Friday, July 21, 2017

Interaction-Kunal Kumar (IAS), Municipal Commissioner, Pune Municipal Corporation

Doing things which have never been tried before in India

 

 

Pune has always been in the forefront of India’s ‘Smart City Mission,’ such as being the first city to offer Municipal Bonds on the stock market to fund its Smart projects. In an exclusive interview to CONSTRUCTION OPPORTUNITIES, KUNAL KUMAR (IAS), MUNICIPAL COMMISSIONER, PUNE MUNICIPAL CORPORATION, discusses their Smart initiatives, and the progress made so far.

 

 

Your assessment of Pune’s Smart City initiatives, how do you evaluate the progress so far. What are the major challenges?

It’s been very exciting time, since we embarked on Pune’s smart city journey. We established a dedicated SPV named Pune Smart City Development Corporation Limited (PSCDCL) on 23rd March 2016, and have launched several projects to transform the city since then. We have achieved remarkable progress on some of our key innovative projects.

One of the projects in advanced stages of implementation is “Smart Elements.” This comprises of six elements including setting up of:

  • Integrated Command and Control Centre,
  • Setting up of 200+ Wi-Fi hotspots,
  • 50+ environment monitoring sensors,
  • 125+ public announcement systems,
  • 50+ emergency call boxes, and
  • 150+ variable messaging systems.

Similarly, we have launched a project to convert the street light from sodium vapor to LED and are also integrating to the Street Lighting Centre to manage these lights remotely

Beyond the IT projects, we have also focused on getting the infrastructure right. We have already launched our 24X7 water supply project to provide clean safe drinking water to all citizens of Pune. In order to fund the project, we launched Pune’s Municipal Bond which was listed on the BSE on 22nd June 2017, marking it as the largest municipal bond issue in the history of India.

One more accomplishment is our skill building program called the “Lighthouse,” to empower unprivileged youth for sustainable livelihood generation. Our goal is to launch a total of 15 Lighthouses by end 2019, with an annual enrolment target of 600 youth per Lighthouse (i.e. 9,000 youth per year). Two Lighthouses, one in Aundh and the other in Yerwada, are operational and  around 1200 youth have already enrolled for the program till date.

When it comes to challenges, given that smart city development is a relatively new initiative in the country and Pune is pioneering it, we have encountered quite a few challenges. Under the Smart City Mission, we are doing things which have never been tried before in India at such scale and come with its challenges. These primarily include challenges around getting the scope right, developing an understanding of the existing technologies, and contextualizing things done in different parts of the world to suit Indian requirements. In order to overcome these challenges, we have done extensive stakeholder consultation to understand the market landscape, both in terms of the best-in-class solutions available, and key players. This investment of time from our side has resulted in some of the best from across the world participate in the Smart City Effort of Pune. As an example, Google’s public wifi offering is the first of its kind initiative for an Indian city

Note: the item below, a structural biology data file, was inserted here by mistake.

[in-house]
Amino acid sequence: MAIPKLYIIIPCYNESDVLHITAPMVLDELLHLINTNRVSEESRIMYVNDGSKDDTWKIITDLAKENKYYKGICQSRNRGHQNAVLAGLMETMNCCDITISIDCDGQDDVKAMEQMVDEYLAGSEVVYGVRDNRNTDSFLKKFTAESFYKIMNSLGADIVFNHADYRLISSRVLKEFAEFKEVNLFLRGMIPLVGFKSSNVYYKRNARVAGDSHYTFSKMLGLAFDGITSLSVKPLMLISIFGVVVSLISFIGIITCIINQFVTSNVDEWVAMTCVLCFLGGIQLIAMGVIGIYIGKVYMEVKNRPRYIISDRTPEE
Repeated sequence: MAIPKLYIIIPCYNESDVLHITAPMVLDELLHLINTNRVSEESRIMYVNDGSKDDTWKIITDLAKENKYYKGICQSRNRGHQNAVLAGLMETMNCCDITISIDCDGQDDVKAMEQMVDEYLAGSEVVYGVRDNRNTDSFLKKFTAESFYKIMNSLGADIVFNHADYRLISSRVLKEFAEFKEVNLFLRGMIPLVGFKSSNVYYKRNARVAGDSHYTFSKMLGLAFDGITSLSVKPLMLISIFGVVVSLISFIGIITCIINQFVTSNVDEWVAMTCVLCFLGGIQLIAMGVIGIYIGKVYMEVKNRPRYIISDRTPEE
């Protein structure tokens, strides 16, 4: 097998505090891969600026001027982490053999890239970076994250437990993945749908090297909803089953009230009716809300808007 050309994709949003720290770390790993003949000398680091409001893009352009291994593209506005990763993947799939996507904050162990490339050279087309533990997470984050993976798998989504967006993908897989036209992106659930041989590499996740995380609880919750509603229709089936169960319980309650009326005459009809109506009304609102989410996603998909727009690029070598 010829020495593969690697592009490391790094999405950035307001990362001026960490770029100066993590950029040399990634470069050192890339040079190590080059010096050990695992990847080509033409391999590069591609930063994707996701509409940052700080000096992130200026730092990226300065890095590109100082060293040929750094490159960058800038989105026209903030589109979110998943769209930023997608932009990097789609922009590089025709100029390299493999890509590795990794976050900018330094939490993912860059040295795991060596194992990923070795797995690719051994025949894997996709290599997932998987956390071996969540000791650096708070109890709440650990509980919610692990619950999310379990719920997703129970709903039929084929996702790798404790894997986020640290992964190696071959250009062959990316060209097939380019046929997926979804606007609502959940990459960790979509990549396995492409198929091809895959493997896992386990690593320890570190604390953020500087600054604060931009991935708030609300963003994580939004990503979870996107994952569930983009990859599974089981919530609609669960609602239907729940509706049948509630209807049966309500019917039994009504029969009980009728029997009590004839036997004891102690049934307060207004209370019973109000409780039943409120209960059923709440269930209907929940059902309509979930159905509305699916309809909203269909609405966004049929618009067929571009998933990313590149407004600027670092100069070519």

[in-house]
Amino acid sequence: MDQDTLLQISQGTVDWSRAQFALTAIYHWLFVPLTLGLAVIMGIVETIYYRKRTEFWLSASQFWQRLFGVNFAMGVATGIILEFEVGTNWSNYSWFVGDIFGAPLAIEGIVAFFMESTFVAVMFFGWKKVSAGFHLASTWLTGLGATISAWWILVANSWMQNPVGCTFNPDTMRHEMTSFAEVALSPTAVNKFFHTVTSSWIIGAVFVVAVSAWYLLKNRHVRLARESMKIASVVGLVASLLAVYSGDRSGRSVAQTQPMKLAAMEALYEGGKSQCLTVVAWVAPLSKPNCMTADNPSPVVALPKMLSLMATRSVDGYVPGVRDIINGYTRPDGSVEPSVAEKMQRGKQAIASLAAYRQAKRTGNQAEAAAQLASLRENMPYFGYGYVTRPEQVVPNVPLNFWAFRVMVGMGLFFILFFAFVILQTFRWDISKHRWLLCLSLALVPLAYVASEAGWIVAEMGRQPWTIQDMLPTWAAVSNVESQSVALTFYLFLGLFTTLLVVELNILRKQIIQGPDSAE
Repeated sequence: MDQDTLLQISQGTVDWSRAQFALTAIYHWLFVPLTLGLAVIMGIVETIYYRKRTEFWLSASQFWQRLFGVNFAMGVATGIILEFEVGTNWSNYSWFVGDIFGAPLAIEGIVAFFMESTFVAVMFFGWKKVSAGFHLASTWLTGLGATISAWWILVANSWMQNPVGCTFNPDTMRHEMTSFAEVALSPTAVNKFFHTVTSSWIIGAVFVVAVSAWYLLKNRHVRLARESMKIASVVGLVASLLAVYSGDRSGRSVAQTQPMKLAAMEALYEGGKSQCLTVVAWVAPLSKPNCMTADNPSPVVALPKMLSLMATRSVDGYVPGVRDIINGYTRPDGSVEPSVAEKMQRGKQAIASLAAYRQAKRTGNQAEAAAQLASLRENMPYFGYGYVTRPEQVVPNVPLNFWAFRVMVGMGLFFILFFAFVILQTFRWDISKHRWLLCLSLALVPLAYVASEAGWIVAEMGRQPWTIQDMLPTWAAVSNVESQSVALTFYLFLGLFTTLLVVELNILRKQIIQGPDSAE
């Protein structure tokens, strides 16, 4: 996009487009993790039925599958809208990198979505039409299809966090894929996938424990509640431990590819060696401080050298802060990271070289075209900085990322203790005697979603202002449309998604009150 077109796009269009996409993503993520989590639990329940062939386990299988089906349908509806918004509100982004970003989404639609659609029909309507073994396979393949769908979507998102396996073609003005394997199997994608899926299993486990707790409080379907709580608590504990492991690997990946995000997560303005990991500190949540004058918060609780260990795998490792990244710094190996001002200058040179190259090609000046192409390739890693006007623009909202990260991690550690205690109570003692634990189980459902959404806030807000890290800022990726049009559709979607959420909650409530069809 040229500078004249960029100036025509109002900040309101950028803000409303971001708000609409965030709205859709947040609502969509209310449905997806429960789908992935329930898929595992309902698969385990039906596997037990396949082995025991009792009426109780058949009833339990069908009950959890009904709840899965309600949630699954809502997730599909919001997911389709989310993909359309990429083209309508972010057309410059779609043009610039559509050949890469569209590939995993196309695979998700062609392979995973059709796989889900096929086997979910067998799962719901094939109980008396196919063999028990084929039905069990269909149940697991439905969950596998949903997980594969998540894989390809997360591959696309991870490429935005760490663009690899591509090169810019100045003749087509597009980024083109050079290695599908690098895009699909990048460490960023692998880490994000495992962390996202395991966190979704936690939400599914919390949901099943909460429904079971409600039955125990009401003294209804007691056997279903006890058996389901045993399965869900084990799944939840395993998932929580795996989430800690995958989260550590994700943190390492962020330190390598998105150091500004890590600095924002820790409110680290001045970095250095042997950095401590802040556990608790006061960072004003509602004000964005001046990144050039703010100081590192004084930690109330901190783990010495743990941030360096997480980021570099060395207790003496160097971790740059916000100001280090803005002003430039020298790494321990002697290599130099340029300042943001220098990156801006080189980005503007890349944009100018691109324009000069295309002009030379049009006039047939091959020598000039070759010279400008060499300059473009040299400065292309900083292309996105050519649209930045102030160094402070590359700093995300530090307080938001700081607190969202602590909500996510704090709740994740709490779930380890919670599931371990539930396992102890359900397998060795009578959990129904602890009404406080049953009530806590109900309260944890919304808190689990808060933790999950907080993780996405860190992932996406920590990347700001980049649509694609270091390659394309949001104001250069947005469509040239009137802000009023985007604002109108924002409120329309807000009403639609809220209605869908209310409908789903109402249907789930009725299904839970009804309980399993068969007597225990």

Please share details about the recently rolled out subsidiary, Pune Idea Factory Foundation (PIFF), how will it foster growth of startups in the city.

The start-up ecosystem in India is expanding and maturing every year, offering much needed support to entrepreneurs. Among major start-up hubs in India, Pune enjoys a special place. Pune’s enviable reputation as a center for education, research, industry, manufacturing, and technology, has made it a cradle for innovation and entrepreneurship. Under the PSCDCL, the Pune Idea Factory Foundation (PIFF) has been set up as a non-profit organization dedicated to boosting the start-up ecosystem in Pune.

Its mission is to energize and strengthen the ecosystem by offering stakeholders different opportunities. The efforts include creating a strong pool of entrepreneurs supported by mentors, incubators and accelerators, and connecting them to investors and other sources of funding. PIFF will also support the ecosystem through different start-up events, bridging the gap between industry and educational institutions, and fostering the spirit of entrepreneurship in the city.

Based on a recent survey we conducted for 100 plus start-ups based in Pune, we realized that even though Pune is considered an attractive destination for entrepreneurs, several challenges faced in setting up a business and basic infrastructural inadequacies in the city can’t be ignored. Despite having the right DNA of a robust start-up ecosystem, Pune is not currently featured in top 20 global destinations for start-ups, and ranks only 4th in terms of funding amongst Indian cities. We plan to change this situation through PIFF and aim to become the most aspired start-up destination within India.

 

Please elaborate on the priorities of the PSCDCL.

PSCDCL has been formed to deliver upon the Smart City Proposal for the city of Pune. As we were developing the Smart City Proposal, we realized that transport and mobility, water and sewage and solid waste management are the key challenges of the citizens. The priority of PSCDCL remains to resolve these challenges faced by the citizens of Pune.